Fading Complacency

With the recent upsurge in equities, volatility as measured by the VIX (formally called the CBOE Volatility Index), has gotten utterly clobbered. With 21 day historical volatility of the SPX sitting at a measly 11%, it could certainly be argued that the heavy VIX is justified. After all, nobody like's buying options at 20% volatility on a stock that's only realizing 10%. In hindsight it's easy to see that the early Feb VIX super spike to 29 was overdone. Boy has that inflated volatility bubble fizzled fast. The important question at hand is whether or not the pendulum has swung too far in the other direction? Has excess fear turned into too much complacency? Well, it's fair to say the VIX is oversold by just about any measure (proximity to moving averages, overstretched date & range, etc...).

As is customary with this time in the expiration cycle where expiration be comin' round the mountain, let's see if there are any plays worth considering. While the cash VIX closed the day at 17.79, March VIX futures are a tad higher at 18.35. Remember, March VIX options are priced based off March Futures, not the cash. As such, the 18 strike put option is out-of-the money, not in-the-money. If we wanted to fade the complacency we may consider selling the 18 strike put for $.50. While it would be nice to receive more premium, with a mere 7 trading days remaining before expiration (VIX options last trading day is next Tuesday), it's tough to find much premium remaining.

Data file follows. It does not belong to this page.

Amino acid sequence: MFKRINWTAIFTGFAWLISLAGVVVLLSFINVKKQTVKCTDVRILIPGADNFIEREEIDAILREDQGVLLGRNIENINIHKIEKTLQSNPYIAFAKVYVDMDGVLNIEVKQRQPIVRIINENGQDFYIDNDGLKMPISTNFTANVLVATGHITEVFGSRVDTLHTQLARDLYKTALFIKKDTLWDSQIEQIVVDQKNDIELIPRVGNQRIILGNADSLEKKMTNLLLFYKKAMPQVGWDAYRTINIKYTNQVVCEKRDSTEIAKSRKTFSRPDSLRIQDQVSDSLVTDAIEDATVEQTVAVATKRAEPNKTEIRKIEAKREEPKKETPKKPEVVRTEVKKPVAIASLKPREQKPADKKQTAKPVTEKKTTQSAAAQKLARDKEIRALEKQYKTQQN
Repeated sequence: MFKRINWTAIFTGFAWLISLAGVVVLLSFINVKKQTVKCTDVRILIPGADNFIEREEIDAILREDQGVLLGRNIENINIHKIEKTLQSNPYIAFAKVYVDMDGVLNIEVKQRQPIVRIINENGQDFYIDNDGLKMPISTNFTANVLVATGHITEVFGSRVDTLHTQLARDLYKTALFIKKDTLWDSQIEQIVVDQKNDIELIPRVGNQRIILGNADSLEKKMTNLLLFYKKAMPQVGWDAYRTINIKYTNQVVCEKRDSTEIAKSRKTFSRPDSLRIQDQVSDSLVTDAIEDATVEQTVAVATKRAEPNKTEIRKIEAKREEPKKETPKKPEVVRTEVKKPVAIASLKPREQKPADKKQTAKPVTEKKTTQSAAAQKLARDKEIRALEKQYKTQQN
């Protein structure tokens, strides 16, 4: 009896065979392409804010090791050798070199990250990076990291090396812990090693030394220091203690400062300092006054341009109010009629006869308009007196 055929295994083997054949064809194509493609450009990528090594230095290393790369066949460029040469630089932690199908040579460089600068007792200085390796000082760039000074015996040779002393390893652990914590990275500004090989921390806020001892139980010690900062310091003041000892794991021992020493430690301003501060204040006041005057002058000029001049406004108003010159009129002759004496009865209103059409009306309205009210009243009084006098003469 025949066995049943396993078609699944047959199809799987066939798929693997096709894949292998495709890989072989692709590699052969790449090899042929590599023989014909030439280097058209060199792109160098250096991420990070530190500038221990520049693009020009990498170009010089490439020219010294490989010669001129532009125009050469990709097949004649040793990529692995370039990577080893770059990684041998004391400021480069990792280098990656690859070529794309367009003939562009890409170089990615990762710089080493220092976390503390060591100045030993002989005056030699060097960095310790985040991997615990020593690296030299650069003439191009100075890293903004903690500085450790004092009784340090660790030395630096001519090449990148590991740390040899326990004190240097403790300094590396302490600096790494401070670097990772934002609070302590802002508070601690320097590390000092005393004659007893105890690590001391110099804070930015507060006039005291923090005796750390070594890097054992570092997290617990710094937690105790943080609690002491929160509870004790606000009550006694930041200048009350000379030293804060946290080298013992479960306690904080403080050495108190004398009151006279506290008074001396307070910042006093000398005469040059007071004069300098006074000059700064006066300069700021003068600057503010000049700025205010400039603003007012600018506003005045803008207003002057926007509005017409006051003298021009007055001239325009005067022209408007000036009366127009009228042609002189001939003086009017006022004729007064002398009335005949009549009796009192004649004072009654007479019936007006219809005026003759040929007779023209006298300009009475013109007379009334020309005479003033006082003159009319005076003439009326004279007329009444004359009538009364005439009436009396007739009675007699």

[Source: MachTrader]

On the other hand, if you thought the VIX likely to continue its drop into the abyss, you may consider keeping it simple and buying an in-the-money put such as the March 19 or 20 strike.

For related posts, check out:
The VIX and Top Picking
VIX Options Laid to Rest While the Cash Springs to Life
Quick VIX Question

Thursday, March 4, 2010

Take That Vol Sellers!

How bout that MDVN... Wowza! If that doesn't give volatility sellers the heebie jeebies I don't know what will. That type of monster gap is the exact reason why selling naked strangles in front of a huge event is often considered crazy talk. It also supports the notion that options can indeed be a buy at 250% + volatility levels. I suppose it's a good thing I'm not a betting man because my volatility fade mentioned in the last post would have gotten absolutely smoked.

Ahhhh... the safety of the sidelines.

Let this serve as a lesson to any of you newcomers to the options arena that volatility gets bid up in biotech stocks for a very good reason (click to enlarge).

[Source: Livevol Pro]